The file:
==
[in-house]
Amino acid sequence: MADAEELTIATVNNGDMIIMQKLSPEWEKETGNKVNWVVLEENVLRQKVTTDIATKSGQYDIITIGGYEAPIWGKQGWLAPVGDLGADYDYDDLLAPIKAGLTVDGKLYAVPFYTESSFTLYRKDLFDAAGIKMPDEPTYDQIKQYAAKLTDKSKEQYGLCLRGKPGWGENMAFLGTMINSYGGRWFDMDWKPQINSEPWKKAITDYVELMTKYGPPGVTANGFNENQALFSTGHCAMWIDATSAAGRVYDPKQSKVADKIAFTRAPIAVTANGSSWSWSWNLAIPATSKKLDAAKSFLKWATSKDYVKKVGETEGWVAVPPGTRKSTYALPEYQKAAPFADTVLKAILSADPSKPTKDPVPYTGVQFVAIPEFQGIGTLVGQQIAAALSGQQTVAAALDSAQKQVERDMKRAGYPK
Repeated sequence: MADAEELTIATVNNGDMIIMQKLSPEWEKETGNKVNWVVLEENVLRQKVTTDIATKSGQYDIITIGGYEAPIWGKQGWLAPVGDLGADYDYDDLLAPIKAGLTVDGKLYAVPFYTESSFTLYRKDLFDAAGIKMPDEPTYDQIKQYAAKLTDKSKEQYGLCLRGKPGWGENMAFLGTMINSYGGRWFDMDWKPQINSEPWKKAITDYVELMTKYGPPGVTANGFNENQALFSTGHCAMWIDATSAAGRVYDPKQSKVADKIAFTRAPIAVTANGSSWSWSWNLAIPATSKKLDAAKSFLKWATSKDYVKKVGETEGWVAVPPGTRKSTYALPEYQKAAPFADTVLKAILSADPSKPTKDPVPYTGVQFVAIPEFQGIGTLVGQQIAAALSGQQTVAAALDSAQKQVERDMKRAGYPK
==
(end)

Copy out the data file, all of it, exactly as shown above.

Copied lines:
[in-house]
Amino acid sequence: MADAEELTIATVNNGDMIIMQKLSPEWEKETGNKVNWVVLEENVLRQKVTTDIATKSGQYDIITIGGYEAPIWGKQGWLAPVGDLGADYDYDDLLAPIKAGLTVDGKLYAVPFYTESSFTLYRKDLFDAAGIKMPDEPTYDQIKQYAAKLTDKSKEQYGLCLRGKPGWGENMAFLGTMINSYGGRWFDMDWKPQINSEPWKKAITDYVELMTKYGPPGVTANGFNENQALFSTGHCAMWIDATSAAGRVYDPKQSKVADKIAFTRAPIAVTANGSSWSWSWNLAIPATSKKLDAAKSFLKWATSKDYVKKVGETEGWVAVPPGTRKSTYALPEYQKAAPFADTVLKAILSADPSKPTKDPVPYTGVQFVAIPEFQGIGTLVGQQIAAALSGQQTVAAALDSAQKQVERDMKRAGYPK
Repeated sequence: MADAEELTIATVNNGDMIIMQKLSPEWEKETGNKVNWVVLEENVLRQKVTTDIATKSGQYDIITIGGYEAPIWGKQGWLAPVGDLGADYDYDDLLAPIKAGLTVDGKLYAVPFYTESSFTLYRKDLFDAAGIKMPDEPTYDQIKQYAAKLTDKSKEQYGLCLRGKPGWGENMAFLGTMINSYGGRWFDMDWKPQINSEPWKKAITDYVELMTKYGPPGVTANGFNENQALFSTGHCAMWIDATSAAGRVYDPKQSKVADKIAFTRAPIAVTANGSSWSWSWNLAIPATSKKLDAAKSFLKWATSKDYVKKVGETEGWVAVPPGTRKSTYALPEYQKAAPFADTVLKAILSADPSKPTKDPVPYTGVQFVAIPEFQGIGTLVGQQIAAALSGQQTVAAALDSAQKQVERDMKRAGYPK